At 17, my high school friend Taylor broke her back. Without authorization she became a paraplegic poster child, reiterating her story to friends and entitled strangers alike again and again. Now, four years later, Taylor has a more intricate perspective of the female disabled experience; how the wheelchair can deter potential suitors, the truthful intersection of beauty and disability, and the dehumanization of women paraplegics. Taylor's is not broken -- despite what many people assume -- she is a content woman who exhibits serenity, confidence, and resilience.
This series "Skinny Legs" is the celebration of Taylor's humanness and agency for disability education. The collection was significantly impacted by the ignorant assumptions and learned behaviors toward female paraplegics. Spending time with Taylor granted me a panorama view of the way strangers regard her, ashamed miens or darting eyes. The disabled community is generally assumed as being broken, which is correlated to a lack of knowledge and uncertainty. In American culture, women paraplegics have to actively prove their worth to themselves and society. Collaboratively, Taylor and I worked to depict her relationship with both her wheelchair and her scar. This was pivotal to feature the wheelchair as a vessel of transportation and not as a symbol of weakness. Instead of varnishing her lower back in Mederma, Taylor memorializes her scar associating it with dignity.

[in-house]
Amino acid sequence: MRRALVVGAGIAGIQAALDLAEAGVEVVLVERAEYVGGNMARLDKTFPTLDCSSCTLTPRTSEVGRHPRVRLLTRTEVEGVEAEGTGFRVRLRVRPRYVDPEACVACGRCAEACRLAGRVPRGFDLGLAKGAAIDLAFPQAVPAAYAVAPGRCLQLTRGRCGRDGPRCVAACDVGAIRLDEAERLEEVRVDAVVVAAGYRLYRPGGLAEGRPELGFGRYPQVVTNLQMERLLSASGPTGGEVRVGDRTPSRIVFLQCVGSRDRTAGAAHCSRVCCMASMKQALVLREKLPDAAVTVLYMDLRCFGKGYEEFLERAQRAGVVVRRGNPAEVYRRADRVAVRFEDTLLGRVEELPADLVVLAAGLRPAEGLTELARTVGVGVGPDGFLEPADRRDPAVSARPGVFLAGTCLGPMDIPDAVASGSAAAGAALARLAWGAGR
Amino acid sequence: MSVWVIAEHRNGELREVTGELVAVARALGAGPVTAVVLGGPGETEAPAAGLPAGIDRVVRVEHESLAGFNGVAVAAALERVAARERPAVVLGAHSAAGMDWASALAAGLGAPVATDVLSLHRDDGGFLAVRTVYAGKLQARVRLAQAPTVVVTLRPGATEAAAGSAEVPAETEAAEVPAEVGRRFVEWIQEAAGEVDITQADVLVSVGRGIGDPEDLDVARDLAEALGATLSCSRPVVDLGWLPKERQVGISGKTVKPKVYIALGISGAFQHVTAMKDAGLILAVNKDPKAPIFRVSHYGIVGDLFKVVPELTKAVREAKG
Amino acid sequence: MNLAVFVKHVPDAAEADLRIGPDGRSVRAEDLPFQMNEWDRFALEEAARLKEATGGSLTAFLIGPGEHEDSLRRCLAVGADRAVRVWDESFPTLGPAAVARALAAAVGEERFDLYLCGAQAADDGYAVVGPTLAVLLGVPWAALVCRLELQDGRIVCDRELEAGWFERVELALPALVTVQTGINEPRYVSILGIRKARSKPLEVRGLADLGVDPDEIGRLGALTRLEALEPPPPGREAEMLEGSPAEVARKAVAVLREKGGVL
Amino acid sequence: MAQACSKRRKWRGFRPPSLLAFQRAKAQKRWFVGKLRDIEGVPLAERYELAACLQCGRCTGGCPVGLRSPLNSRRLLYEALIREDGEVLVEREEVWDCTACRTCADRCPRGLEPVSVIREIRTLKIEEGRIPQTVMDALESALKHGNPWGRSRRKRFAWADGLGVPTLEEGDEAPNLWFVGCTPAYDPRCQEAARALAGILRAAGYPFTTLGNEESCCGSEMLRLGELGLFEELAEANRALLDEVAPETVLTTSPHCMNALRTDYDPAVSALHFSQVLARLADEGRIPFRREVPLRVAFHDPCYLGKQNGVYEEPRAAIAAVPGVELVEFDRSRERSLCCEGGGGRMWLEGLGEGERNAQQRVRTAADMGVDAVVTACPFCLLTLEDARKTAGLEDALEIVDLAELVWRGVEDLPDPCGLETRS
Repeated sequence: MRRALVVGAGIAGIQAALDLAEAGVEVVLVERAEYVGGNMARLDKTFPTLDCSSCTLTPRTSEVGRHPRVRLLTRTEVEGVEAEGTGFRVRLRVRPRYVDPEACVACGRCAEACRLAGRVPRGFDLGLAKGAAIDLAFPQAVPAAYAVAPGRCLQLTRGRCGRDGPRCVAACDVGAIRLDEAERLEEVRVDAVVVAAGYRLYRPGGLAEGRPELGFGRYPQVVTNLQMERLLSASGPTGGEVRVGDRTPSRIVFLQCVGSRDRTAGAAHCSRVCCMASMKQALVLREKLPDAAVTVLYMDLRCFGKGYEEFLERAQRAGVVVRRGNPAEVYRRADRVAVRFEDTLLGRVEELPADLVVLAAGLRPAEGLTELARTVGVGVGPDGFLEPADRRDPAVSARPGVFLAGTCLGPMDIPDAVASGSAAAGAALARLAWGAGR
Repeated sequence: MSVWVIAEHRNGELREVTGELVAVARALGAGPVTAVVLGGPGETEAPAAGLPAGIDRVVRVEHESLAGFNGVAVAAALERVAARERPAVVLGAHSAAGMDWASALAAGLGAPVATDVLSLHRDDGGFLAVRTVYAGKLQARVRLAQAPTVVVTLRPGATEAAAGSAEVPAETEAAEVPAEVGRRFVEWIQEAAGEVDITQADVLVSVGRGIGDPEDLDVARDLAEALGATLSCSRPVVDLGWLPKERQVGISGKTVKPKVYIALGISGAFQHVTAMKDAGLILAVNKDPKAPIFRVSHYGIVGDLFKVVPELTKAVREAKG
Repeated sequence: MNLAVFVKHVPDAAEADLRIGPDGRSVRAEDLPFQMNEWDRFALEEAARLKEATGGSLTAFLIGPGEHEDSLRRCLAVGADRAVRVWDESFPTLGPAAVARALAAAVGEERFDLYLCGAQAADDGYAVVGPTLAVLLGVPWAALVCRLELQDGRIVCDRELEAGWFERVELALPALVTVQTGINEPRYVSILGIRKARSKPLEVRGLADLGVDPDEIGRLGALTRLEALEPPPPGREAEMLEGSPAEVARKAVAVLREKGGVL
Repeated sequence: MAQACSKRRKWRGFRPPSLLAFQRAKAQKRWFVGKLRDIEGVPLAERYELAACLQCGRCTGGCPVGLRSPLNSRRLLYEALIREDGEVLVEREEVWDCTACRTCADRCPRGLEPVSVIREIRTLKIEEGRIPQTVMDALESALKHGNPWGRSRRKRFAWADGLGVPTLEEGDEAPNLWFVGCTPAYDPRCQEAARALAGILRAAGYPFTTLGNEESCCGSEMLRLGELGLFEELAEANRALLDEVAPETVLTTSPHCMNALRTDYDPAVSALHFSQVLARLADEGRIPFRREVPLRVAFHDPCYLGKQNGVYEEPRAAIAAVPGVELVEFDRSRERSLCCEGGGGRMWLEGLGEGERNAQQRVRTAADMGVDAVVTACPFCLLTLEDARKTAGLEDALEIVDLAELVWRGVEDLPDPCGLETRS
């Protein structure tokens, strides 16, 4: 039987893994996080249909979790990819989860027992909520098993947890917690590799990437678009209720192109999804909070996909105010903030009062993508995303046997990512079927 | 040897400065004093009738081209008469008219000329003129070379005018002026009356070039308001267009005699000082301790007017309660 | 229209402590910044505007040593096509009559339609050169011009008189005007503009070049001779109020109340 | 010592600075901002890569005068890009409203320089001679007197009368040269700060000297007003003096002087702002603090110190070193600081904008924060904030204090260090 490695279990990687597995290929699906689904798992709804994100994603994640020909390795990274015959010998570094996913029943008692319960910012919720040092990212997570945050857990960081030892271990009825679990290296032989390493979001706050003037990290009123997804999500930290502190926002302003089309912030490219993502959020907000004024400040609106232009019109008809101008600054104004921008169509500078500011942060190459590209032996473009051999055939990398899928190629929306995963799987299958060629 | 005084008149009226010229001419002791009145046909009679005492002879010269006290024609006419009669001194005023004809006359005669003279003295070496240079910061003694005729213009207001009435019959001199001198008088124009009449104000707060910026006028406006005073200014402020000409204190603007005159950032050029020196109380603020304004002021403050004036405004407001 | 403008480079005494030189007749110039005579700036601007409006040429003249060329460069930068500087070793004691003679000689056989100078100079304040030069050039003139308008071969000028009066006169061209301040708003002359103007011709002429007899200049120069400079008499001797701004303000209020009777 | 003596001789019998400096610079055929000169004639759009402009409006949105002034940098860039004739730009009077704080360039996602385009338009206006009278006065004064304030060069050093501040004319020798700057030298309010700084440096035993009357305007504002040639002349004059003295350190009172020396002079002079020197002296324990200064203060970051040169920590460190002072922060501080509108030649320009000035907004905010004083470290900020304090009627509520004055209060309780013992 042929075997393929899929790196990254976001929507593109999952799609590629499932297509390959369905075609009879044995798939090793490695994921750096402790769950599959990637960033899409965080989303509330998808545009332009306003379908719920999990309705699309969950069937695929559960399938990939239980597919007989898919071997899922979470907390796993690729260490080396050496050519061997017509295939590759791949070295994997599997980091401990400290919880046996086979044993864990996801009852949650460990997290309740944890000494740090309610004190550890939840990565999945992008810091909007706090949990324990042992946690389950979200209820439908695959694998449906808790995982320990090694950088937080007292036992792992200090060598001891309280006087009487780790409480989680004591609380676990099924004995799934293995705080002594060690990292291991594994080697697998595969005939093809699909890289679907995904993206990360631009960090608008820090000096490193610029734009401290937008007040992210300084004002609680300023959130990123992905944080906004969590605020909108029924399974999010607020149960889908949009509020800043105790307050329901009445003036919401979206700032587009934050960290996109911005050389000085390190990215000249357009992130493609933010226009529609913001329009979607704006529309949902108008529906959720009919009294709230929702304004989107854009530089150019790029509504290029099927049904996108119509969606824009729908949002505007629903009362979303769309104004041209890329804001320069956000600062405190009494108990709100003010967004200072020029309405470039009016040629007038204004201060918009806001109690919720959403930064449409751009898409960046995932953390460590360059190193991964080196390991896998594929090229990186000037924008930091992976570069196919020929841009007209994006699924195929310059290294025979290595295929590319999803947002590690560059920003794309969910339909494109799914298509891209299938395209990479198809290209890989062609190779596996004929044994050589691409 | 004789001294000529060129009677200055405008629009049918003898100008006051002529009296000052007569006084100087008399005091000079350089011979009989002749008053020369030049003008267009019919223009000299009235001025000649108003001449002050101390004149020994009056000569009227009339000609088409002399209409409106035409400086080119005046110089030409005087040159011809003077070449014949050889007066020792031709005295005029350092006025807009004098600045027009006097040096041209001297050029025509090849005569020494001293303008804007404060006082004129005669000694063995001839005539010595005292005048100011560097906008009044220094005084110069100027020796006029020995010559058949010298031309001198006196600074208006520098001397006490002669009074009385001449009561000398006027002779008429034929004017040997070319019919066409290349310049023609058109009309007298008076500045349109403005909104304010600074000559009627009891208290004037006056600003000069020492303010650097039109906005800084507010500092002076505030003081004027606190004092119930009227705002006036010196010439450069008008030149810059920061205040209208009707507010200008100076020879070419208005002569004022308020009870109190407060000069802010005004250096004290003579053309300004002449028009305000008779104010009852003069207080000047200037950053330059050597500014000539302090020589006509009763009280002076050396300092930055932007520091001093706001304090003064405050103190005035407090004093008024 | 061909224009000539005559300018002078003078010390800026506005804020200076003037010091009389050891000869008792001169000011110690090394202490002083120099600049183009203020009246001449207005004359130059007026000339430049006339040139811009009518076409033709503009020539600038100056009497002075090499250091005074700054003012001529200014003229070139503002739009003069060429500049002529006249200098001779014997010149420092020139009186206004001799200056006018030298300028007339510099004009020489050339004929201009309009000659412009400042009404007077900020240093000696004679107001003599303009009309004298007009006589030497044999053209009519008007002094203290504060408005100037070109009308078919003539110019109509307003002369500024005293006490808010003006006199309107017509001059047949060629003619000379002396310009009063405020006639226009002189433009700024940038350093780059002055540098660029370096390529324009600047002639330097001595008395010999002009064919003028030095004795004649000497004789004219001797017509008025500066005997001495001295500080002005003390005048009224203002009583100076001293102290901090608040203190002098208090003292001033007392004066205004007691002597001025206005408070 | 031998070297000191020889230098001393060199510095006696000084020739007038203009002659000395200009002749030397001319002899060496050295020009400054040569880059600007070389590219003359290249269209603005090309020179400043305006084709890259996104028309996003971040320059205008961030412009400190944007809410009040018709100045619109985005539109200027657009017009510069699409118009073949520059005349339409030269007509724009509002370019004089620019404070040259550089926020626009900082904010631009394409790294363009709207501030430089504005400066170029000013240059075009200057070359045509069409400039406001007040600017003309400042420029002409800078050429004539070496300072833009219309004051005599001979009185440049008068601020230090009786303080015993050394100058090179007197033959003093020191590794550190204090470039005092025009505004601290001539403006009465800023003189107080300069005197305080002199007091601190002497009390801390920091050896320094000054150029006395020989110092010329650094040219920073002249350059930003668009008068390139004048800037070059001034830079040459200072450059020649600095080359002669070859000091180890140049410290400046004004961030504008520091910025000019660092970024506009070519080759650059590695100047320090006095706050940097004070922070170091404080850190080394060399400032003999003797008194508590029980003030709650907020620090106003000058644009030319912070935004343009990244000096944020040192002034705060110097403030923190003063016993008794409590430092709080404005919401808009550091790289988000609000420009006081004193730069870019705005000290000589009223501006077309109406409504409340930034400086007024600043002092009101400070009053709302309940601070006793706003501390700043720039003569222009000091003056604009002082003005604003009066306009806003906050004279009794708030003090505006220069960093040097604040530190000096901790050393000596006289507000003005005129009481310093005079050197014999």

"Skinny Legs" visualizes the multi-dimensional experience of a female paraplegic while depicting pellucid layers of self-love, frustration, faith, and mortality. My aim for this collection was to create an intimate storyline from the perspective of a single individual, allowing the viewer into Taylor's existence. I purposefully captured varying angles to demonstrate a fluctuation of growth, emotions, and disposition. These photographs express Taylor's humanness by deconstructing the fictitious notion that she's broken or fragile.
Also on HuffPost: